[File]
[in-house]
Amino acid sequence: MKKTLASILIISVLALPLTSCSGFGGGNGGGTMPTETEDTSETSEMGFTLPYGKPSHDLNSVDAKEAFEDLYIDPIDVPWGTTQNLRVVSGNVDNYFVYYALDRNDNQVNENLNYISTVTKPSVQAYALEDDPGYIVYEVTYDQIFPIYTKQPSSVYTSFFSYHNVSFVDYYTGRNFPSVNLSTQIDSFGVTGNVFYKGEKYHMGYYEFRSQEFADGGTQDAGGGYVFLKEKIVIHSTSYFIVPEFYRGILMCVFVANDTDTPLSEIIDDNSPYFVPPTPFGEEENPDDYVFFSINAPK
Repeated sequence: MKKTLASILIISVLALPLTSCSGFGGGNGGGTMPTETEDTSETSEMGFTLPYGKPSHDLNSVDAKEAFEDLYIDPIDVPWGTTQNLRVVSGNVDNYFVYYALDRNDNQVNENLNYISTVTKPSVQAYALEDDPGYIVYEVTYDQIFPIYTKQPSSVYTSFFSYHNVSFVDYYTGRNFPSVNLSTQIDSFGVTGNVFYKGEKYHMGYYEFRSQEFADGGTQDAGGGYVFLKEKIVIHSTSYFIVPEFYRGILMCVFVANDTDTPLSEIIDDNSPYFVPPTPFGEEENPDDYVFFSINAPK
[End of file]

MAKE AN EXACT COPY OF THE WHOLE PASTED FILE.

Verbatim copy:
[in-house]
Amino acid sequence: MKKTLASILIISVLALPLTSCSGFGGGNGGGTMPTETEDTSETSEMGFTLPYGKPSHDLNSVDAKEAFEDLYIDPIDVPWGTTQNLRVVSGNVDNYFVYYALDRNDNQVNENLNYISTVTKPSVQAYALEDDPGYIVYEVTYDQIFPIYTKQPSSVYTSFFSYHNVSFVDYYTGRNFPSVNLSTQIDSFGVTGNVFYKGEKYHMGYYEFRSQEFADGGTQDAGGGYVFLKEKIVIHSTSYFIVPEFYRGILMCVFVANDTDTPLSEIIDDNSPYFVPPTPFGEEENPDDYVFFSINAPK
Repeated sequence: MKKTLASILIISVLALPLTSCSGFGGGNGGGTMPTETEDTSETSEMGFTLPYGKPSHDLNSVDAKEAFEDLYIDPIDVPWGTTQNLRVVSGNVDNYFVYYALDRNDNQVNENLNYISTVTKPSVQAYALEDDPGYIVYEVTYDQIFPIYTKQPSSVYTSFFSYHNVSFVDYYTGRNFPSVNLSTQIDSFGVTGNVFYKGEKYHMGYYEFRSQEFADGGTQDAGGGYVFLKEKIVIHSTSYFIVPEFYRGILMCVFVANDTDTPLSEIIDDNSPYFVPPTPFGEEENPDDYVFFSINAPK